Saturday, August 15, 2020 – “It’s getting nazi out there.”

I read with some interest Councilor Terry Whitehead’s opinion piece in the Hamilton Spectator on August 10, 2020 and the reply by two front line social workers. I’ll post a copy of the text here, with commentary added in red:

Communities should have their say on camps

Hamilton provides comprehensive programming for housing and social services

TERRY WHITEHEAD

As a city councillor, I often champi­on mental-health issues.

Well, Terry, I took a half hour to search google (and bing, and duckduckgo, and several other search engines) with various combinations of your name, Hamilton, and mental health keywords. Maybe my search skills aren’t what they should be, but I can’t seem to find any connection between your public statements on mental health (at least as reported in the media) and anything resembling ‘championing’. The only three I could find were this, this and this.

The cur­rent concerns are about the growth of tent encampments, I want to be clear that our city staff have done an incredible job to ensure that not only are our shelters low-barrier regarding being strict on any rules, but in most cases, they are very flexible.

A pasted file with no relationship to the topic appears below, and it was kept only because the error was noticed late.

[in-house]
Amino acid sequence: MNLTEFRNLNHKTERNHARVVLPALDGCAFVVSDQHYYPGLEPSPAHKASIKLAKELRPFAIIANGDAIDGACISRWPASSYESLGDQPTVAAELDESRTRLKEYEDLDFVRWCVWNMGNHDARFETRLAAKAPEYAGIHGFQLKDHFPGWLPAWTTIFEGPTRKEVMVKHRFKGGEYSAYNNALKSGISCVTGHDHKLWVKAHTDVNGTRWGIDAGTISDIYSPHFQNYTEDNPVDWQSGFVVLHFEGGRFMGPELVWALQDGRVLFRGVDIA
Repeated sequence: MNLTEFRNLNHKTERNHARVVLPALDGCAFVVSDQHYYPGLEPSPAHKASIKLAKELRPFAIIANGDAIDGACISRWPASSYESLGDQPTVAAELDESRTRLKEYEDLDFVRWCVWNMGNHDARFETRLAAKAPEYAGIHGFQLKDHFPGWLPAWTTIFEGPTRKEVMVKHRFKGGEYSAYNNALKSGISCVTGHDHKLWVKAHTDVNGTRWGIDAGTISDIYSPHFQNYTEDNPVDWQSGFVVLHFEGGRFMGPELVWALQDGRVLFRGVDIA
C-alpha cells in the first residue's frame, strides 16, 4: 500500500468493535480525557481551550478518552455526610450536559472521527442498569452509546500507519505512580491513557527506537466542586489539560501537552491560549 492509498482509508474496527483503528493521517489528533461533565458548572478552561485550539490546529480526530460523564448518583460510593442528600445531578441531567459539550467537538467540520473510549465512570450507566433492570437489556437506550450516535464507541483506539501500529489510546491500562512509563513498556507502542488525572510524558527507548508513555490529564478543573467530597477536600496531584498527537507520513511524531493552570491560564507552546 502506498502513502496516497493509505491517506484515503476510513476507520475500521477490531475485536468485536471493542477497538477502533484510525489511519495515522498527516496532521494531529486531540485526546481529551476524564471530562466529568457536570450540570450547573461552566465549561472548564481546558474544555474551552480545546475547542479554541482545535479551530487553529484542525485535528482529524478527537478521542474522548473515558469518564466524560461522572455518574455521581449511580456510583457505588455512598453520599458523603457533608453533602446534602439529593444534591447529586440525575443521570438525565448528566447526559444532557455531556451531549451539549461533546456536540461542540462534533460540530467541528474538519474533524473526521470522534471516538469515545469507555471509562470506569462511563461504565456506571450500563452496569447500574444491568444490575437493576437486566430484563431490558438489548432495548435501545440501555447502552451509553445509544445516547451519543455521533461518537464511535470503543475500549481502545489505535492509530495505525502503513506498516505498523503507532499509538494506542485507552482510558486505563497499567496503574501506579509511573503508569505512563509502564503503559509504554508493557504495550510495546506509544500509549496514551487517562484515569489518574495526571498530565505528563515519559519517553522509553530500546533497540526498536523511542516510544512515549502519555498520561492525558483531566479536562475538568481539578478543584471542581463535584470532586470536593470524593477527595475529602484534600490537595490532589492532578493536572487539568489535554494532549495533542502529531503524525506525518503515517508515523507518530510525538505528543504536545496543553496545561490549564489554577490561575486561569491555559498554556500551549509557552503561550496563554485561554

I’ve talked to a dozen people staying at the ‘encampment’ on York street, after reading your article online. Your statements about those shelters being ‘low-barrier’ cannot be reconciled with their stories. Two of them in particular were quite eloquent about the abusive and bullying behavior, robbery, intimidation by (some) staff and other inhabitants, and arbitrary enforcement of minor rules against some shelter inhabitants, but not others. I’d rather sleep rough than be bullied every day myself, Terry. Not to mention that any stay in a shelter/motel is virtually certain to result in bedbug bites. At least one of the residents of the York street encampment can’t stay anywhere there are bedbugs. He showed me a single bedbug bite which had swollen and turned red. He’s allergic to them.